Anne and Marie

When Anne was referred to Chance UK she was 8 years old and lived with her mum and 2 older brothers in a small one bedroom flat awaiting to be rehoused. The teenage brothers displayed quite aggressive behaviour at home towards mum and they fought between them, Anne started to copy some of this behaviour and could be very challenging. Anne was sharing a bed with mum in their living room which made a bedtime routine difficult. She was also a young carer at times when mum’s poor health deteriorated and helped with shopping and other household chores. Anne found it difficult to accept boundaries and her role as a child compared to adults, she would often get into discussions with mum and staff at school arguing as if she was an adult. She was also drawn to older children.

At the time of referral Anne was very needy and always wanted attention, often turning into negative attention seeking behaviour. She would be overpowering when she made friends at school, not wanting to share them and exhaust them quickly; she could not maintain friendships. Sometimes she intentionally upset other children which meant they rejected her and she got more and more isolated. Outside home she would try to get attention through being overly friendly with strangers which made her vulnerable. Even though she came across as confident, this was just a front for protection, she had her walls up and didn’t want to be seen struggling. She had low self esteem and could not accept being reprimanded or corrected, she then sulked or put herself down saying she wasn’t good at anything.

Anne was matched with Marie, a fun mentor who had similar interests as her and was a strong female role model for Anne but also someone who put clear boundaries in place and wasn’t faced by any tantrums. At the beginning Anne would test her when she couldn’t have her own way, storming off, throwing things on the floor and screaming. Very soon Anne learned that Marie didn’t respond to this behaviour and gave her space to calm down in order to reflect and explore other ways to express herself and for example make compromises. They worked together so that Anne learned to recognise when anger was coming up and asking for time out to calm down; she also learned to apply this at school.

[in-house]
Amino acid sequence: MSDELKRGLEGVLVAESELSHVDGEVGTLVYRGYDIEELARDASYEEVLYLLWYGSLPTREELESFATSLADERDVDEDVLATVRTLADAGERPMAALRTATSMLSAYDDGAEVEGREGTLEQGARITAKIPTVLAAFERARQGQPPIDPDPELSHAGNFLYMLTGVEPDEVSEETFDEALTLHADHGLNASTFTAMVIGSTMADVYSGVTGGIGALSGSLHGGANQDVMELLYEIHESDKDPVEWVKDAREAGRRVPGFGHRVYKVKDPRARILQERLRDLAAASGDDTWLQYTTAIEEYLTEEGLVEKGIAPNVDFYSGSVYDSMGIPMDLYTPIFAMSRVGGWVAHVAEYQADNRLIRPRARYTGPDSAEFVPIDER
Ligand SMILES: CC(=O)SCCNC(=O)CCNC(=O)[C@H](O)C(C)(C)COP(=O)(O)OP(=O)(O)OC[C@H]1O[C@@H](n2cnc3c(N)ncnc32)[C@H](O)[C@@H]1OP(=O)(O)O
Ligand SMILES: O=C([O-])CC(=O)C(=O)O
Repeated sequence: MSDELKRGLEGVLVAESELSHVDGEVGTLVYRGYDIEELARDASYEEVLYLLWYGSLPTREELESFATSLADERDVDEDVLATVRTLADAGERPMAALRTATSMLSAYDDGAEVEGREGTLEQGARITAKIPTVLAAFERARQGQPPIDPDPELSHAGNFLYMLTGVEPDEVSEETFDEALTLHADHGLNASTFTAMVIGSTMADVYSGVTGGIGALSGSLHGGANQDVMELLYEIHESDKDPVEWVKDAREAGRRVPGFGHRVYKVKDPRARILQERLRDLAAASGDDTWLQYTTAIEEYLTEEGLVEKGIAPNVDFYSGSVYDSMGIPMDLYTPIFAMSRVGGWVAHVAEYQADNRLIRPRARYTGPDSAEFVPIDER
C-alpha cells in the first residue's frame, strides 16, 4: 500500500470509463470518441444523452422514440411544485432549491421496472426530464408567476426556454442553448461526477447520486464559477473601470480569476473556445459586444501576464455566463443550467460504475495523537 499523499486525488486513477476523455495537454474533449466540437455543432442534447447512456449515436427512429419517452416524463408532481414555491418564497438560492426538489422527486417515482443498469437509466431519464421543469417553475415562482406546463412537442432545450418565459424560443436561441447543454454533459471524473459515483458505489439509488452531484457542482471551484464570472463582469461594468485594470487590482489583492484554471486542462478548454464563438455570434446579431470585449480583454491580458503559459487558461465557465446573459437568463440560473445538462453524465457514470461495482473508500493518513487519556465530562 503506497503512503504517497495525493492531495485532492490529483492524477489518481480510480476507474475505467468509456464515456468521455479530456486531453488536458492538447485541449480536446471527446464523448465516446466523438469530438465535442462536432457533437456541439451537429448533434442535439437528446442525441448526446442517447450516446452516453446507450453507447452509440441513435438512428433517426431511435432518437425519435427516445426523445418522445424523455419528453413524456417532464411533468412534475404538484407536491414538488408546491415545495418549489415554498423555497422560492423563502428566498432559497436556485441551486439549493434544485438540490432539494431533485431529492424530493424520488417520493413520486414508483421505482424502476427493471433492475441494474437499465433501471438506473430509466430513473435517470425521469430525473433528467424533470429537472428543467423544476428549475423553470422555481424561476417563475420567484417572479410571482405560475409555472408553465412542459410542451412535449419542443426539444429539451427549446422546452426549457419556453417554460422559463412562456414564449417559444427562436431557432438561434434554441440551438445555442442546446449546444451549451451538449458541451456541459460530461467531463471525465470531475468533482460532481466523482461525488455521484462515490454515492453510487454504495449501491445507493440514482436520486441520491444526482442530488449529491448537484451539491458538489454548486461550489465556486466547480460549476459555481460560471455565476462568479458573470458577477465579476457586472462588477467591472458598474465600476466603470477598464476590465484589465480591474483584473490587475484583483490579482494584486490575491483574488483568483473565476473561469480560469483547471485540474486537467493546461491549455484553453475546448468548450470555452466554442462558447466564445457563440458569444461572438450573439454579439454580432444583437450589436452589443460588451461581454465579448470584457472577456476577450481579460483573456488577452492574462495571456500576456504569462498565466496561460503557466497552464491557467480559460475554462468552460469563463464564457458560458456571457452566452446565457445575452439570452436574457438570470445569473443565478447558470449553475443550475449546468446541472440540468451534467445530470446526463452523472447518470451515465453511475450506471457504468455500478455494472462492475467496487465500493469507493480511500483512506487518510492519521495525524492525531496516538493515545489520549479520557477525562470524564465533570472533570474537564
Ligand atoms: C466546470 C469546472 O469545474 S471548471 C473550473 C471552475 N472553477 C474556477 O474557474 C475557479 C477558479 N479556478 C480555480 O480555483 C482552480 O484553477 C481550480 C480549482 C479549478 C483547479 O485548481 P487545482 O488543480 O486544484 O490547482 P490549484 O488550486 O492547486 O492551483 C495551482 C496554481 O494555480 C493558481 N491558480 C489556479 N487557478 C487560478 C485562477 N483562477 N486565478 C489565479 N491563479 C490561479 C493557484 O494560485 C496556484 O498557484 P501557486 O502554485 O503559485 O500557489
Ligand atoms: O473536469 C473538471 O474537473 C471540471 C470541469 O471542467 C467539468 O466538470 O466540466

The mentoring sessions provided some valuable, problem free time away from chores and from getting in trouble at school, Anne could just be a child again and have fun on the sessions such as going to the playground, go swimming or doing arts and crafts in the library. She loved coming onto the sessions and the mentor focused on lots of positive feedback for positive behaviours. The mentor also exposed her to situations such as group sessions and workshops that involved other children, encouraging her to make friends and practice social skills like sharing, taking turns and giving others space. The goals set at the 3month review supported the areas Anne needed to work on.

School reported at the end of the mentoring year that her relationship with other children has improved a lot; she is friendly, says kind things to others and builds relationships with children outside her friendships as well. She is very caring and funny and developed a great sense of humour, not being scared to laugh about herself; her self esteem improved a lot and she is more secure within herself. She also wants to be a child now and do age appropriate activities as opposed to a teenager before. At school she is also more settled and much calmer now, not starting fights at playtime anymore but dealing with situations verbally and asking for adult help. She learned to recognise when she starts getting angry and manages to control her feelings preventing outbursts which means other children are not scared of her anymore.

Mum and mentor noticed that she stopped speaking to strangers in public apart from polite replies and she keeps herself safe, showing appropriate behaviour around adults and children.

Mum said that they are much closer now and Anne is a happier child. When Anne gets angry at home she runs upstairs and calms down; this happens much quicker now and afterwards she apologises. Mum continues to take Anne to an acting school that Chance UK organised funding for so that she has an activity after mentoring ends that she enjoys, is proud of and that helps her expressing herself.

“I want to thank Marie for teaching me how to behave and let me learn new experiences and go to places I have never been to before. Even if I have been rude to her, she will forgive me and give me another chance.”

Anne